I started at Apple fresh out of college in 2002. Steve Jobs had cultivated a strong and pervasive culture among its 7,000 employees. Like any twentysomething in his first job, I was easily imprinted: Everything I learned at work was interpreted as the universal standard for the way things are done. With no basis for comparison, Apple quickly set my professional defaults for culture, work ethic and management.
The journey toward authentic and effective leadership is a personal one. Although we typically talk about it as an issue of career development, authentic leadership comes through a process of self-discovery. Until we grow comfortable in our own skin, our insecurities hold us back. For me, the struggle to live by my own values started in high school and continued through college and my early career at Apple. Only after I had started my own company — and made some pretty terrible mistakes — did I start to lead with authentic confidence.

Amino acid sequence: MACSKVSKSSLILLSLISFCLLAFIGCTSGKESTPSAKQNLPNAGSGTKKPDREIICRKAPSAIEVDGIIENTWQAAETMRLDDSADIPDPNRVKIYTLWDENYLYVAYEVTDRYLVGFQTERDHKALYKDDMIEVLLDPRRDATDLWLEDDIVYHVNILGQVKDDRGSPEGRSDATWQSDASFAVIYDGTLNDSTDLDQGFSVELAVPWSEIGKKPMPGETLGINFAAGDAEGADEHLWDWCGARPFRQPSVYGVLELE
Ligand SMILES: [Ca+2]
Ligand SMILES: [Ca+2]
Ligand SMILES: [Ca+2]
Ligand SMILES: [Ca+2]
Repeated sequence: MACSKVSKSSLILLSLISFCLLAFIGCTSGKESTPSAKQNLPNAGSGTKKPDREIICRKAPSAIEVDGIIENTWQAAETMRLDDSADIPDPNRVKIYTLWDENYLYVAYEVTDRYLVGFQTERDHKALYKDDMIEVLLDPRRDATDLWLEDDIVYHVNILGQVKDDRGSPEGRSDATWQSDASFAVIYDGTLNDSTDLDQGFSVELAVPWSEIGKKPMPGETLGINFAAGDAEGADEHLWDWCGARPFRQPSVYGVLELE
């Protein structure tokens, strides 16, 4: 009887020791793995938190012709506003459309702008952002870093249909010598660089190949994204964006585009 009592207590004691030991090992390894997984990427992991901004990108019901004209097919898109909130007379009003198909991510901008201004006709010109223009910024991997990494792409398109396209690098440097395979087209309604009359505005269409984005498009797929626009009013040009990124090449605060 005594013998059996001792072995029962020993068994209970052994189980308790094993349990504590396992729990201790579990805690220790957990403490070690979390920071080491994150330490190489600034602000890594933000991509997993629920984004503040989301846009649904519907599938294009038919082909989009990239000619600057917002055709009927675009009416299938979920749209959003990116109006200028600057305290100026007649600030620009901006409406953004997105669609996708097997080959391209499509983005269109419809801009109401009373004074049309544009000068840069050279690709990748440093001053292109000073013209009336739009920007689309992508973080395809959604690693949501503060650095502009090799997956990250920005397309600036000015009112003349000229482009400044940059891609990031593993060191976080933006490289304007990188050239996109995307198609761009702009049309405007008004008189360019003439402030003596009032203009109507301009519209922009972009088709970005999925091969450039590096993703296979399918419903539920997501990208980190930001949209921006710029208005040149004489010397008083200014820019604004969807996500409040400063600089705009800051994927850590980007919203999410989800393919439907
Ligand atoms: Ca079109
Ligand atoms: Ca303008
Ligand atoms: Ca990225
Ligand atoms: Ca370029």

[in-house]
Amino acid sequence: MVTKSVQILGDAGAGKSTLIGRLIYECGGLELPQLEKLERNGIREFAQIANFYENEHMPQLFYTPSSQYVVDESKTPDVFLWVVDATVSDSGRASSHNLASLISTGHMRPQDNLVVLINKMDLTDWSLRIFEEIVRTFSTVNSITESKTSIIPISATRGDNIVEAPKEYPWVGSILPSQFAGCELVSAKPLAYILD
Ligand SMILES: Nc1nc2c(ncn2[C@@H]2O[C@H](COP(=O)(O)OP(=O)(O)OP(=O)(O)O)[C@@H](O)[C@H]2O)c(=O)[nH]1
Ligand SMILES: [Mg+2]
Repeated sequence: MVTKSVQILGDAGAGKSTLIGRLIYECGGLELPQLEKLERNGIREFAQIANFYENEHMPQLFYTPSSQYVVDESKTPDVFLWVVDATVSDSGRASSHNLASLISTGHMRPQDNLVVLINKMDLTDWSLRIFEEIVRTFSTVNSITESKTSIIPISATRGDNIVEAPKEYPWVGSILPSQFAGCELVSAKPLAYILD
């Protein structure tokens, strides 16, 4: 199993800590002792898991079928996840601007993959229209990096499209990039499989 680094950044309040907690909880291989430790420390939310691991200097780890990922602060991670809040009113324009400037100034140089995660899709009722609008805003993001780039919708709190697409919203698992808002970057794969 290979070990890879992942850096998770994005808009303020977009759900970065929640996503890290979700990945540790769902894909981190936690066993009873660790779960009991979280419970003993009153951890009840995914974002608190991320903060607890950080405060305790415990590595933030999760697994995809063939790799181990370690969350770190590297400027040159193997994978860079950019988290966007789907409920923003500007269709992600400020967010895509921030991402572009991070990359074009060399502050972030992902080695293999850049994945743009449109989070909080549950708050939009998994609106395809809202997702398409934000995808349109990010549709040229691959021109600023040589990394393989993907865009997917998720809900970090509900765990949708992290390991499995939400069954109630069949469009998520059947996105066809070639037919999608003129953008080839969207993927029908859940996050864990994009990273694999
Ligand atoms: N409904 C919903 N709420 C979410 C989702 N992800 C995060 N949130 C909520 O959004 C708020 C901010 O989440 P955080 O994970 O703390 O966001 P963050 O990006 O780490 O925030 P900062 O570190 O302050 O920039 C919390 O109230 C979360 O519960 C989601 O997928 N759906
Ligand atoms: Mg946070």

The struggle to fit in, rooted in insecurity, is universally familiar. While my upbringing was generally wonderful, it wasn't straightforward. I'm gay, so those otherwise simple decisions like going to prom or how to hang with the guys often presented difficult value choices between telling a lie or being myself. Sadly, as a teenager, you're already programmed to go for the lie.